When is it time to call it a day? Even for Serena Williams, the choices can be limited

<span>Photograph: Seth Wenig/AP</span>
Photograph: Seth Wenig/AP

June Spencer, aged 103 – an extraordinary example of being as young as they think you are, as the columnist Katharine Whitehorn once put it – has decided that, after 70 years in the role of the indefatigable matriarch Peggy Woolley, it’s time to retire from BBC Radio Four’s The Archers. “In 1950, I helped to plant an acorn… called The Archers,” she explained. “Over the years it has thrived and become a splendid great tree with many branches. But now this old branch, known as Peggy, has become weak and unsafe so I decided it was high time she ‘boughed out’, so I have duly lopped her.”

Also last week came the announcement of the departure of the queen of the tennis court for more than 20 years, Serena Williams. In a Vogue interview, the 23-time Grand Slam singles champion, now aged 40, announced: “I am evolving away from tennis… I’m ready for what’s next.” The reason for retirement from the sport in her case will be no surprise to many women: namely, you can’t have it all. At least, not on the terms currently on offer.

If I were a guy… I would be out there playing while my wife would be doing the physical labour of expanding our family

Serena Williams

Williams explains in the September issue of the magazine that she never wanted to choose between tennis and a family but she is hoping for a second child. “I don’t think it’s fair. If I were a guy… I would be out there playing and winning while my wife would be doing the physical labour of expanding our family.” The mother of five-year-old Olympia said: “I definitely don’t want to be pregnant again as an athlete.”

Once, not so long ago, an employee served his or her 30 or 40 years in the same job and retired with a carriage clock, only to peg out a few years later. Work-life balance and rearing a family were part of the invisible world in which most employers had little interest and next to no investment.

For decades, women lobbied for more flexibility in the workplace, a three-day week without forfeiting a career and almost nothing changed. Family commitments and astronomical childcare costs meant that, for many, early “retirement” was not so much a choice as an imposition. Then came Covid-19.

Working from home became the norm, “lost” hours from commuting were found again, thousands of employees tasted a form of semi-liberation from the rat race and the result has been that, while the work ethic is alive, it’s apparently far from well. Last week, Dame Sharon White, the chair of John Lewis, made a plea for the one million people, mostly aged between 50 and 70, who left paid employment during the pandemic to return to the labour market. She said that many of those leaving employed work could cause “profound, long-term systemic implications”, resulting in low productivity and rates of growth. Of course, economic hardship may force some back – but in the social contract between employers and bosses a great deal is amiss, so why wouldn’t many choose to call it a day on a life of labour that too often currently brings so few rewards?

A recent PCS union survey of 12,000 mainly junior civil servants found that 40% had to take out a loan or credit to pay for essential shopping, 9% were claiming benefits to top up their income and 14% had taken second and third jobs to make ends meet. In 1930, the economist John Maynard Keynes predicted that a 15-hour paid working week would be made possible in the 21st century by improved productivity and technology. Instead, for many, the working week has grown longer, prospects are insecure, frequent career/job change is an expectation and wages have flatlined for years as inflation and energy bills have soared. Against that backdrop, some have had early retirement forced on them by redundancy, sickness or family commitments, while for others it isn’t so much a choice as a straightforward trade-off: live a more frugal life but for a few years longer.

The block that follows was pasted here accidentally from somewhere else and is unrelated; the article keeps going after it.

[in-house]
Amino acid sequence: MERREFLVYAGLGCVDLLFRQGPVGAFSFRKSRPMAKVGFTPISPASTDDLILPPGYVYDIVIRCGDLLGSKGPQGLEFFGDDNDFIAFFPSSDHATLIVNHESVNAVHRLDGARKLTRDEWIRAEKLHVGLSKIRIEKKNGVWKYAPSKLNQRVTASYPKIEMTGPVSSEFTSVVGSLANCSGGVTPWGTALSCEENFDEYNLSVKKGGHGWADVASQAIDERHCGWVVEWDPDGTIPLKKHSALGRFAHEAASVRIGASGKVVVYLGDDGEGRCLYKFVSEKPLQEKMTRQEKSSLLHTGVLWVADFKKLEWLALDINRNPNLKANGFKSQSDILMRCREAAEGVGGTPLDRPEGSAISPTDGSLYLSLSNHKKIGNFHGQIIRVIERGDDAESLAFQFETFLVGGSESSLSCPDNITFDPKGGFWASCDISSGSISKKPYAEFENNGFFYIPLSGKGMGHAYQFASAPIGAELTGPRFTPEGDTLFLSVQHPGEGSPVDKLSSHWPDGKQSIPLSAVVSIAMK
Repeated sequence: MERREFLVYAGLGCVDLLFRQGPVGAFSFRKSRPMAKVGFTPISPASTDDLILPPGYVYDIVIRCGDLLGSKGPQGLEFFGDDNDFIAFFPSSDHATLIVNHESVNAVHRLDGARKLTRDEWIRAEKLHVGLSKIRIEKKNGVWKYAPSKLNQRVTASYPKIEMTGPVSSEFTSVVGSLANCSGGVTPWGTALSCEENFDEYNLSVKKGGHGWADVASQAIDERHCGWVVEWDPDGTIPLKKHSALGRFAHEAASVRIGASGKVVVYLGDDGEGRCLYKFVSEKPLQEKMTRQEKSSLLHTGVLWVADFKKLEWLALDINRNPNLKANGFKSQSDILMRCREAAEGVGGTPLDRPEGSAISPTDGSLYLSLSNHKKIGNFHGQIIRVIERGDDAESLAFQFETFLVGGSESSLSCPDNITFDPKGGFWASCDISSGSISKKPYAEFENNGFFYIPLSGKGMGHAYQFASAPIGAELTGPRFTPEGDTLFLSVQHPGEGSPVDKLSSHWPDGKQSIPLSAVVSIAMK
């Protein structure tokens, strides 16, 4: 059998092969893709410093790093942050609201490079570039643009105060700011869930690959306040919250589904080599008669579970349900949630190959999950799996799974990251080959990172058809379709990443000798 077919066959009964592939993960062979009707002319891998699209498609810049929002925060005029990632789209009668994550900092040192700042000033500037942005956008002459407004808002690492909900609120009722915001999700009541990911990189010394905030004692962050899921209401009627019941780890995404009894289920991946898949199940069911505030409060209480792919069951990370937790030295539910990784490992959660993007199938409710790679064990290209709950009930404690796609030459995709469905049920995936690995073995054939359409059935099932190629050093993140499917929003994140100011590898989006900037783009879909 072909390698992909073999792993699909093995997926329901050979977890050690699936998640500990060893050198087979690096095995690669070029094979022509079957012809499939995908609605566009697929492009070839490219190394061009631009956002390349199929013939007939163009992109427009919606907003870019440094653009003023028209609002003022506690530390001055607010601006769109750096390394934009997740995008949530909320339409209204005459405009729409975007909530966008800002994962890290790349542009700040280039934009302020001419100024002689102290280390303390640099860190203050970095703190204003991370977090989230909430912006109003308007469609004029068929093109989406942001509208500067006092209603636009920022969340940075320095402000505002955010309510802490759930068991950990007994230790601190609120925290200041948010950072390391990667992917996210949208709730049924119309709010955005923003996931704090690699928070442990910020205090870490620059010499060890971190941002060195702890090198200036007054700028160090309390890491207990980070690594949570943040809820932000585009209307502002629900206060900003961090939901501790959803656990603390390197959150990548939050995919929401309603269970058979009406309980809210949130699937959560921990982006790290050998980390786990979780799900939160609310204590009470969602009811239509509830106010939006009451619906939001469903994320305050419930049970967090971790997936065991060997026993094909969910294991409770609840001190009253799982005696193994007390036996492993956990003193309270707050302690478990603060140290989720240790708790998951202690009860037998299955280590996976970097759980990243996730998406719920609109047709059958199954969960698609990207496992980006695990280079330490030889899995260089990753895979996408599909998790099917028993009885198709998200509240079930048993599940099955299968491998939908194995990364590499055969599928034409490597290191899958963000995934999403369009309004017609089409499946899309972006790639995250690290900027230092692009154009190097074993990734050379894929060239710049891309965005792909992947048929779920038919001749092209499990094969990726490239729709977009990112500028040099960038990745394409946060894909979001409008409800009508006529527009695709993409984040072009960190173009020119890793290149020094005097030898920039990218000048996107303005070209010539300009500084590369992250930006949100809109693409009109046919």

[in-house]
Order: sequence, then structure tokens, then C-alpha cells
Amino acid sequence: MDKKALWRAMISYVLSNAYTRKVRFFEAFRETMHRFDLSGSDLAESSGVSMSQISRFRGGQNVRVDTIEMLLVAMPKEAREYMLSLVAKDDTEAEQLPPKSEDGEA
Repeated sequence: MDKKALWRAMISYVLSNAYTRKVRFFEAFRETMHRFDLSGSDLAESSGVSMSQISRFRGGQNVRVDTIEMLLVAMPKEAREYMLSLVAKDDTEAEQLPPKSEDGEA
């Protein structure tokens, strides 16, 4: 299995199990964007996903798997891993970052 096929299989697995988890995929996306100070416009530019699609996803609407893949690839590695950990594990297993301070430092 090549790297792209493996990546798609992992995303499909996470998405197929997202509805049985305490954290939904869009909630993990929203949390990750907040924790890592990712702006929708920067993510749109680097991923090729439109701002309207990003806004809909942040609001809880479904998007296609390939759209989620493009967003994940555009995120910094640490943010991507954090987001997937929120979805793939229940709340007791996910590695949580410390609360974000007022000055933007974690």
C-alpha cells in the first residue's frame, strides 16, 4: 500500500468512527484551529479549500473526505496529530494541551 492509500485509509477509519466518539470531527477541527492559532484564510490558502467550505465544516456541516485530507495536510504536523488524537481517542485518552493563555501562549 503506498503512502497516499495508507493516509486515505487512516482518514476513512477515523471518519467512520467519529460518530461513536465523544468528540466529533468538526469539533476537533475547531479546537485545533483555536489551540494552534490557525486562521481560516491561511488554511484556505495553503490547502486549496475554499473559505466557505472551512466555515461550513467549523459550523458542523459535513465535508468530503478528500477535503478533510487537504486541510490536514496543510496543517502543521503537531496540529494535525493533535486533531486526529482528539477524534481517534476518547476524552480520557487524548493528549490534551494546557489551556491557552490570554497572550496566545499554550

June Spencer, photographed in 2019
June Spencer, photographed in 2019, is retiring from The Archers, at the age of 103. Photograph: Martin Godwin/The Guardian

The impact of Covid on employment practices means that, in spite of the demands of some politicians and economists to delay the official retirement age to 67 and older, for many, when to opt out is increasingly becoming a personal decision. For the June Spencers of this world, able to control their working hours, in love with what they do, retirement may never be an option. Others may feel unable to surrender the identity and status they believe their job bestows – but what of those in “dirty” or distressing work, a shift in an abattoir or a building site or an overstretched hospital A&E? And if the 75-year-old sits tight at his or her workbench, does that stop a twentysomething finding work?

In Time on Our Side: Why We All Need a Shorter Working Week, published in 2013, a range of voices made the social justice arguments for everyone working fewer hours (30 hours over four days) at a decent wage, creating a new consensus about what constitutes “a good life”. Post-Covid, sadly, that still seems a pipe dream.

The agenda for persuading men and women to work for longer if that’s what the economy and White require isn’t complex. Subsidised affordable childcare, reasonable hours, a fair wage, flexibility, in-work skills training and respect are obvious requirements. The Social Market Foundation, a thinktank, recently published a report on London’s working poor. All participants said that businesses ought to be “ more understanding, caring and proactive”. Or, to put it more simply, treat an employee like a human being with a world outside the workplace and he or she might be willing to stay the course for just that little bit longer.

• Yvonne Roberts is a freelance journalist, writer and broadcaster

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